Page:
For many years, Dr. John Wennberg was something of a pariah. His research was derided and scorned; his articles were refused by the major medical journals. Despite this, he labored for many years amassing mountains of data, fleshing out his arguments with thorough research and reasoning. With each new publication, his thesis became harder and harder to ignore or refute.

More medicine, Dr. Wennberg and his colleagues observed, is not always necessary or better. It is upon this realization that any hope of sustainable health care reform must be based.

He began with a simple question: How well are doctors and hospitals performing? His seminal article, published in 1973, examined data on the use of health care services in Vermont. He began by dividing the state up into 13 ‘service areas’ each centered around one or two regional or local hospitals. Then he compared the rates at which people in those service areas received various types of medical care, such as surgeries, lab tests and hospital admissions. He expected to see patients in rural areas receiving services at lower rates than in large academic hospitals. Instead, he found incredible variation across the state in all aspects of health care delivery.

The most extreme example he found was in how frequently people had their tonsils taken out. Per person the operation was done eleven times more often in the service area with the highest rate than that with the lowest rate. Tonsillitis — the disease for which tonsils are usually removed — was more or less equally common throughout the state. Dr. Wennberg found similar, if less pronounced, patterns in the rates of hospital admissions, length of hospital stay, x-rays, lab tests, as well as every type of surgery he studied. People in some service areas got more health care that people in others, though the overall prevalence of disease was not much different.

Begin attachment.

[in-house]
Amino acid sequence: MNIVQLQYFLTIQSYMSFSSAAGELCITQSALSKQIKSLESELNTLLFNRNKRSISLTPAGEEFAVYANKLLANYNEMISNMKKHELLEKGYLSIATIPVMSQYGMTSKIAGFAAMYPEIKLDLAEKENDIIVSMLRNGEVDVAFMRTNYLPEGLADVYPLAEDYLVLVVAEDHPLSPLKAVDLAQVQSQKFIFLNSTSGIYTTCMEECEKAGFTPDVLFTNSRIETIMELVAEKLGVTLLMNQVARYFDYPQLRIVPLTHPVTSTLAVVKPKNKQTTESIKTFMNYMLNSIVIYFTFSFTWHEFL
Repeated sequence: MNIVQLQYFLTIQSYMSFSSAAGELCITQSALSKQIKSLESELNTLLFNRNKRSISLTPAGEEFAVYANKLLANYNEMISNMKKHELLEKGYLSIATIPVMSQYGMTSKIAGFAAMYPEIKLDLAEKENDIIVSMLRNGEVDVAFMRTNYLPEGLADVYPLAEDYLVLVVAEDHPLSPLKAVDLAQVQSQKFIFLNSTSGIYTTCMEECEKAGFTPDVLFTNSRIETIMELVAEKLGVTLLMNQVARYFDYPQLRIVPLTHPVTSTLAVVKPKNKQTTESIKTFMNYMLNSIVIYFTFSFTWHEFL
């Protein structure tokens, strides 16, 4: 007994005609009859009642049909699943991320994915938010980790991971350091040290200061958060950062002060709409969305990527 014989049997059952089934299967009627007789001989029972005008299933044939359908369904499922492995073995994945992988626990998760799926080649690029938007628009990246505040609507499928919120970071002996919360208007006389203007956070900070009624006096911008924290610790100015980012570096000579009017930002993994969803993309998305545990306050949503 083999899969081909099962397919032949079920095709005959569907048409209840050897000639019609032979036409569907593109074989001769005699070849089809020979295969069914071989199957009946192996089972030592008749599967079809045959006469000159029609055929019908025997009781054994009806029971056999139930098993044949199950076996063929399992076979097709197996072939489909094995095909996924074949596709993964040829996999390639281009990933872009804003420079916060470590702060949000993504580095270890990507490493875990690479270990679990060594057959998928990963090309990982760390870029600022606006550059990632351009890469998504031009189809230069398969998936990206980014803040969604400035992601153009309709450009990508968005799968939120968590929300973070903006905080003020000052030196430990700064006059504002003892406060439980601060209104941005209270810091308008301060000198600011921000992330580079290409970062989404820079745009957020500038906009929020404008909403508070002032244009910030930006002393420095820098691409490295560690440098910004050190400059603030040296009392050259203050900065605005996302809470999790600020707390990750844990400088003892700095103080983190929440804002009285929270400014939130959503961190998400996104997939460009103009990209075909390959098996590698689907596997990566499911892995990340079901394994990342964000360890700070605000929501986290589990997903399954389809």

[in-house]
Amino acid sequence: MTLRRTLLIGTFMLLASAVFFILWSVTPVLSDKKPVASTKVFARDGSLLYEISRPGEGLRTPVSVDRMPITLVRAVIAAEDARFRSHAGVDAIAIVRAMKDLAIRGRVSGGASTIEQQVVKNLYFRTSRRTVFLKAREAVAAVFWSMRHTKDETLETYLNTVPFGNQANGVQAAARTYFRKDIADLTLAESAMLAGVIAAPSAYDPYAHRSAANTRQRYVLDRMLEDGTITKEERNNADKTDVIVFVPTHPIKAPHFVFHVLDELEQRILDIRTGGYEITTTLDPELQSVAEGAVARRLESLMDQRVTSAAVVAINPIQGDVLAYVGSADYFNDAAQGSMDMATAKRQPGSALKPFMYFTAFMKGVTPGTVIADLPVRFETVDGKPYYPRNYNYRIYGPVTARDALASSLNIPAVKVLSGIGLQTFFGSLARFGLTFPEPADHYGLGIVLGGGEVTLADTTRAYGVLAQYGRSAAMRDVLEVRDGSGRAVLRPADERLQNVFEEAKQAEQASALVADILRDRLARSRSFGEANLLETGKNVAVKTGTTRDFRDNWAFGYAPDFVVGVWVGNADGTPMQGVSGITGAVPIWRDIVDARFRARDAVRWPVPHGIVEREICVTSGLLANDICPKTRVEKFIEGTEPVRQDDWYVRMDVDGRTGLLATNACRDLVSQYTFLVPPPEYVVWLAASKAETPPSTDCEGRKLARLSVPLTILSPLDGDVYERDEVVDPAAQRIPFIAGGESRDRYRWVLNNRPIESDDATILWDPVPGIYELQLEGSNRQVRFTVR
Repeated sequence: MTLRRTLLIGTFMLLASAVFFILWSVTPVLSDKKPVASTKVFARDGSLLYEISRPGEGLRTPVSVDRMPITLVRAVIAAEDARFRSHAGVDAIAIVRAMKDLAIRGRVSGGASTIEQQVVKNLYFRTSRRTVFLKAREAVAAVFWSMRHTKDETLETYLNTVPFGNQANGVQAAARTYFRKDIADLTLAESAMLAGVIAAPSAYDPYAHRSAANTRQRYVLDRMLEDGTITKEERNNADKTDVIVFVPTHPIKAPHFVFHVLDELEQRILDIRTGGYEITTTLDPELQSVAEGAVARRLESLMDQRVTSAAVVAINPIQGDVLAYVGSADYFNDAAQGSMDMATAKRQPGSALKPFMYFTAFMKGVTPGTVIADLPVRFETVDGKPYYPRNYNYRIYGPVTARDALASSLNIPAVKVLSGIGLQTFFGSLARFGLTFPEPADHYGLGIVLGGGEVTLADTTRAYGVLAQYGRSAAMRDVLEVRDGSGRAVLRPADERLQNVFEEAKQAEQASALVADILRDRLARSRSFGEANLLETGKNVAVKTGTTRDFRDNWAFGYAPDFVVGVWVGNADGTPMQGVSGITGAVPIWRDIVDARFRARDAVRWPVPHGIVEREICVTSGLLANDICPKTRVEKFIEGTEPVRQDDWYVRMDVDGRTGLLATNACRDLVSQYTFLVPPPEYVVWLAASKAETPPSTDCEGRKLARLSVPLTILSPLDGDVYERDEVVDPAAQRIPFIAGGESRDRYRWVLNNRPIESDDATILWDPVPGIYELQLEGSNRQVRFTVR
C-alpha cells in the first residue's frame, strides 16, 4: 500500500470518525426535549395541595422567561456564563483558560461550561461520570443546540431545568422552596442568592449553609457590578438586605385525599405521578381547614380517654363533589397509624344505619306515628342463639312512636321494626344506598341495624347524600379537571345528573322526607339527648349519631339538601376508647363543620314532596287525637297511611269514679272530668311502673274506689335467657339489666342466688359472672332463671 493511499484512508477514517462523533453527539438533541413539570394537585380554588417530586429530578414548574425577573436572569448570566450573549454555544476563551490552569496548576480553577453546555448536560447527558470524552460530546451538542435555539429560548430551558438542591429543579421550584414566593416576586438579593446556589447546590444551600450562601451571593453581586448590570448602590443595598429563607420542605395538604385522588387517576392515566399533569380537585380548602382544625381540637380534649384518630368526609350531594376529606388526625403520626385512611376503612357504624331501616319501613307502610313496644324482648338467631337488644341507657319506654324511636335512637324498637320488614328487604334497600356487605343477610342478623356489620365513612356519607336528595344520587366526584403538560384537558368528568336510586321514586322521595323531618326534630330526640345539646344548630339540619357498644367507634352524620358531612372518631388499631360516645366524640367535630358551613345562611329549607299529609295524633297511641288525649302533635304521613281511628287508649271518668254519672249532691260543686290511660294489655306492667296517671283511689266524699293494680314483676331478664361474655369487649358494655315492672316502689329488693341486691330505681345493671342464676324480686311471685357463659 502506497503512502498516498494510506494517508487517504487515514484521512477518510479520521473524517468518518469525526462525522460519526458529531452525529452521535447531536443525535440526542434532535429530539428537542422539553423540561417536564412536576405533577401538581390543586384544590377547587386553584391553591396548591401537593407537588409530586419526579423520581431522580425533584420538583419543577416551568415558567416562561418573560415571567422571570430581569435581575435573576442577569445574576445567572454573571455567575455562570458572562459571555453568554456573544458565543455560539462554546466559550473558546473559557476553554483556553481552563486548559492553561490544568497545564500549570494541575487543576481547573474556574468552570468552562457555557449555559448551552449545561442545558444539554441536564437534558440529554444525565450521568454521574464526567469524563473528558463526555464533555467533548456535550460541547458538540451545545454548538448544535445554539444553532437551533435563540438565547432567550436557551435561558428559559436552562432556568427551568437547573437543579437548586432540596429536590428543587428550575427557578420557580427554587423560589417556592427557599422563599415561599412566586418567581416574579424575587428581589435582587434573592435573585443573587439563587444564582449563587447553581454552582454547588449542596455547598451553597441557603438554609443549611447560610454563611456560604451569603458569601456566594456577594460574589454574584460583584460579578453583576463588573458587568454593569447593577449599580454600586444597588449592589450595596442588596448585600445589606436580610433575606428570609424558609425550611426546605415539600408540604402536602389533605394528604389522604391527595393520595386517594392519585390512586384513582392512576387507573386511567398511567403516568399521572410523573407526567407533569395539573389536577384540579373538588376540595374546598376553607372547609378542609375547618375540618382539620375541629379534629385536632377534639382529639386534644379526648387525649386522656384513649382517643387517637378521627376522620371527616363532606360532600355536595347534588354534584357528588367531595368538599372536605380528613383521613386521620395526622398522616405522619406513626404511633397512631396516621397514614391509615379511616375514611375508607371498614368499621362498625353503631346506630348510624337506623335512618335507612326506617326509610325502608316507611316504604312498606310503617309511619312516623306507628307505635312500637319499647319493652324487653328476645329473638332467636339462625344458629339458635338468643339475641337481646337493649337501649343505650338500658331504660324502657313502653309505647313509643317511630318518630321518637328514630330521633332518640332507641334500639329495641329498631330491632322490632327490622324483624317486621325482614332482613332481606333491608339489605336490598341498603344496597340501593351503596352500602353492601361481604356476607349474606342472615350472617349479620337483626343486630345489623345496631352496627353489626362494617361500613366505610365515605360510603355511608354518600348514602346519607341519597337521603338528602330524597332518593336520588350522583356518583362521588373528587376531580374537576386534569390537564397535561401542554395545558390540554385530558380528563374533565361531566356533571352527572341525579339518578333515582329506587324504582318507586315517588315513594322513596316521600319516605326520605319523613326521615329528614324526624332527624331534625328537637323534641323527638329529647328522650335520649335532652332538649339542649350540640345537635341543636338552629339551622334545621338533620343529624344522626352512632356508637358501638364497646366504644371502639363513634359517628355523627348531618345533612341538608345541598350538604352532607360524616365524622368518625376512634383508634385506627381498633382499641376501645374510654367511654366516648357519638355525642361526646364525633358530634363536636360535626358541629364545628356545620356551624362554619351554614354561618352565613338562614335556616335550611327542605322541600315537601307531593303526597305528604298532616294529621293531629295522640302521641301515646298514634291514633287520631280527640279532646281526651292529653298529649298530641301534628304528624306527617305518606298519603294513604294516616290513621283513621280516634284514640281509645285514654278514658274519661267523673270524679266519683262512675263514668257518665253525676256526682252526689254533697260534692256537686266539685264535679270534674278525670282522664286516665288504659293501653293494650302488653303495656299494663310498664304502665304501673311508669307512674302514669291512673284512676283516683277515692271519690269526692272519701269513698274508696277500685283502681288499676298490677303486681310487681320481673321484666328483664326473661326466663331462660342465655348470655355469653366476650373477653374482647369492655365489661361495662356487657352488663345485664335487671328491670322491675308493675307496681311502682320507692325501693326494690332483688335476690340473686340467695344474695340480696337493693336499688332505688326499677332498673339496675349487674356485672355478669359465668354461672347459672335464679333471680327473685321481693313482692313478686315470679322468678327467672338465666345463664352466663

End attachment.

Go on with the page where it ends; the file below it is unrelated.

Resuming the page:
Doctors in some regions, he concluded, did a lot more operating, testing and hospitalizing than others without any identifiable reason. This was a revolutionary and uncomfortable realization. It was revolutionary because he identified the existence of regional practice patterns, that is, doctors working in the same area will develop a particular local way of doing things that might differ from their colleagues in the next county. And it was uncomfortable because it undercut the assertion that physicians made decisions based on well-accepted theory and fact rather than personal preference.

Most recently, a study by his protegee Dr. Elliott Fisher found patients in higher spending areas got more tests, spent more time in the hospital and incurred higher costs than patients in lower cost cities, but they did not live longer or have better outcomes. Some patients who got more care actually did worse, because of the side effects and complications of their treatment. He also found that patients in high cost cities were less likely to get preventative medicine, or some basic therapies whose effectiveness has been consistently proven in clinical trials.

From the research begun by Dr. Wennberg we learned that overtreatment, especially with expensive procedures and imaging tests, has become an ingrained feature of the medical landscape. This is in large part because of the way physicians are paid. They make money by treating their patients, not making them better. And here is the irony of the health care debate. For all the theatrics, overblown rhetoric and scary talk of “government takeovers” and “out-of-control insurance companies,” it doesn’t matter who is paying the bills if they remain based on quantity of service rendered rather than patient outcomes and satisfaction.

It is a disgrace that so many inhabitants of our nation suffer injury and illness without access to needed care while others continue to be convinced to undergo excessive tests and procedures in the misguided belief that more medicine is better medicine. It is impossible to cover the former without dealing with the latter. For this reason the most important elements of President Obama’s proposed plan are not those that deal with payers, but payees. Tying Medicare reimbursements to outcomes rather than quantity of service and encouraging the growth of the accountable care organization model are valuable steps to ensuring responsible medical practice. Providing incentives for nursing, medical and physician assistant students who want to pursue a career in primary care, as well as increasing their pay for counseling patients and enacting low-cost, high yield preventative health strategies is another.

Geoff Jara-Almonte ([email protected]) is a third year medical student.